Look, a post that isn’t two months’ worth of round up in one go! I actually finished something big enough to warrant its own post! Huzzah!
Last week, I finished the knitting on my Christmas Eve Cast On project, the Half Moon Oracle shawl by Kristen Lehrer of Voolenvine Yarns and Yarngasm podcast. This is the half circle version of the full Oracle shawl that she designed. Personally, I think I would struggle to get as much use out of a full circle shawl (that hasn’t stopped me making a couple, mind you), so I was very happy when she released a half circle version.
The shawl is currently blocking in my craft/music room, although given how chilly it is in the UK this week, it might take a while to dry before I get modelled pictures in proper daylight, but you never know. It’s also sporting practically every pin in the house to get it blocked out nicely – I went through all of mine and then went rooting through the sewing box that I inherited from my grandmother to find hers too! More about the blocking process later…
It’s knit from RiverKnits Splendiferous Sock yarn (70% Superwash Blue Faced Leicester, 20% Silk, 10% Cashmere) which is absolutely gorgeous to work with. The colourways are Starry Night (inspired by Van Gogh’s picture of the same name), Blisworth, and Harecastle, and here’s how it looked when I bought it at Yarndale last year (this pic is a little on the dark side):
RiverKnits yarn is my friend Becci and her husband Markus, who run their own yarn dying business from their home on a canal boat, touring around the UK. Most of the time, their laid back lifestyle (ok, I guess it’s probably not laid back allll the time!) gives me some serious envy, although I have to say that I’d never cope with the limited space. I’m far too much of a hoarder for that. Anyway, the yarn – it’s one of the softest things I have ever worked with (second only to the Travelknitter Tanami (50/50 silk and cashmere) that I used in my Wonder Woman Wrap), and the best thing is, I still have about half a skein of each colour left, so there will be matching accessories at some point!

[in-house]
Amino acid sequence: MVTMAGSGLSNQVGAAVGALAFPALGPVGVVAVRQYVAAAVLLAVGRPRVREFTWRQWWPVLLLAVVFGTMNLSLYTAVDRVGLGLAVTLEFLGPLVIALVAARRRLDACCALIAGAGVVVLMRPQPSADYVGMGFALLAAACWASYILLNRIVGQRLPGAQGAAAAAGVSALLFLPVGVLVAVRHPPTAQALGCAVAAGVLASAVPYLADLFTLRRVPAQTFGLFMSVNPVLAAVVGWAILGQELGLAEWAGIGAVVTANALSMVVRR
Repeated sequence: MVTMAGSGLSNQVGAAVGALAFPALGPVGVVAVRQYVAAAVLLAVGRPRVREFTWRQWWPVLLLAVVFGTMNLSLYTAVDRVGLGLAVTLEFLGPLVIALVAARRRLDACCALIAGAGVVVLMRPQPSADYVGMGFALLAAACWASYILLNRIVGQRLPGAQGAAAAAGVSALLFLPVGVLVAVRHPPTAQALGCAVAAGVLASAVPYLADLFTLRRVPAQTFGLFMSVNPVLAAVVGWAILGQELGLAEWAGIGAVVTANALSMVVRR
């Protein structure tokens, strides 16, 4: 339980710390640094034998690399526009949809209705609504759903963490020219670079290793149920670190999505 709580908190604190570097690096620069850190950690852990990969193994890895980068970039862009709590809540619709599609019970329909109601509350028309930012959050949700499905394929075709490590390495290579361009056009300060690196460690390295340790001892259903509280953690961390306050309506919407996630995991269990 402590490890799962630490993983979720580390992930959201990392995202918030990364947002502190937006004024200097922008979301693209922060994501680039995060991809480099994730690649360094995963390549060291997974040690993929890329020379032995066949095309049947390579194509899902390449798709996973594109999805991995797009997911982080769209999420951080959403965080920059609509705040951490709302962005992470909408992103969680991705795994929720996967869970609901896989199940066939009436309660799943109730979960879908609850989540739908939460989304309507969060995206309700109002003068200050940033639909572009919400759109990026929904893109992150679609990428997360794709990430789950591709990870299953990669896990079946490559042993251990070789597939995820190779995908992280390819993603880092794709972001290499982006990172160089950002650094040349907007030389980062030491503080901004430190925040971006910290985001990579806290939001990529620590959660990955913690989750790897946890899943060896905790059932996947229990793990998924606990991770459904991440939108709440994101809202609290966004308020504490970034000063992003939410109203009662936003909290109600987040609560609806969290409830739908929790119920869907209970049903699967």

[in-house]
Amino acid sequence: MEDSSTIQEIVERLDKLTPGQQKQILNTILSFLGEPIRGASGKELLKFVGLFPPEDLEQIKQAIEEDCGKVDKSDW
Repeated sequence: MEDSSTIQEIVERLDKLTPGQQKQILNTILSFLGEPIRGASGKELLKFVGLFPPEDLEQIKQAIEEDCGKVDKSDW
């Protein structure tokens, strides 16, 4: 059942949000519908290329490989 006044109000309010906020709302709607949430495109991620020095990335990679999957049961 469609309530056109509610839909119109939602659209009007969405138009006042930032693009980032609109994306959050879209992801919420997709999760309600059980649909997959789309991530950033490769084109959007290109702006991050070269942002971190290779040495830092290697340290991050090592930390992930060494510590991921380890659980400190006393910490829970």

I knit this up on 4mm needles for the body, and 4.5mm for the icord edging, both from my KnitPro interchangeable needles set, as per usual. The pattern is great – none of the sections last too long, which is usually my problem with shawls knit from the middle outwards – the first few rows zoom along and you feel like you’re making great progress, until suddenly you realise that there’s several hundred stitches on the row and it’s taking upwards of half an hour just to get across. Ugh. This pattern alternates lace sections and two colour brioche, with each of the three colourways getting its chance to shine as the lace colour and the front colour for a brioche section, which I love. I think with hindsight I might have switched the colours around in terms of the order I used them, but I still love it.
The pattern is easy to follow and very clear, although I would recommend that if you haven’t knit brioche before, try it on a smaller project rather than learning on this one. There aren’t any increases within each pattern section; instead there is a huge increase row at the end of almost every section which doubles the stitch count.
So, on to the blocking that I alluded to further up… As normal blocking protocol dictates, I put the shawl to soak in warm water (no agitation, obviously, I didn’t want my hard work being felted into oblivion) and left it for ten minutes while I arranged the room so there was enough floor space to spread the shawl out. I fished it out of the water, gently squeezed most of the water out without wringing it, and laid it on a big towel which I then rolled up and stood on to soak up the worst of the water. This is it before its soaking.
In the pattern, Kristen recommends starting with the top line of the shawl and then pinning out by section, which makes sense to a point for me, but as the final lace section was threatening to look a bit ruffle like, I decided to raise up the outer corners a bit. I then worked my way out along the ‘spokes’ of the lace and brioche sections, pinning each section at a time, and stepping back to check it looked at least roughly semi-circular! Once I eventually got to the final section, I pinned it out into points. As you can see, they’re not perfectly even, but I don’t think anyone is going to notice once I’m wearing it.
It’s quite a long time since I knitted a lace project, so I had forgotten how magical this part of the process is! Despite the top edge feeling like it didn’t really have much stretch in it before I blocked it, it’s definitely grown a few inches in wingspan, and the difference in the lace sections opening up is just incredible, and I can’t wait for it to dry so I can see how it looks on.
I’m planning on wearing it to EYF next week (woohoo, so soon!), where Kristen will be in attendance, so I’m going to try and meet her so I can fangirl, I mean, show her my lovely new project and get a pic!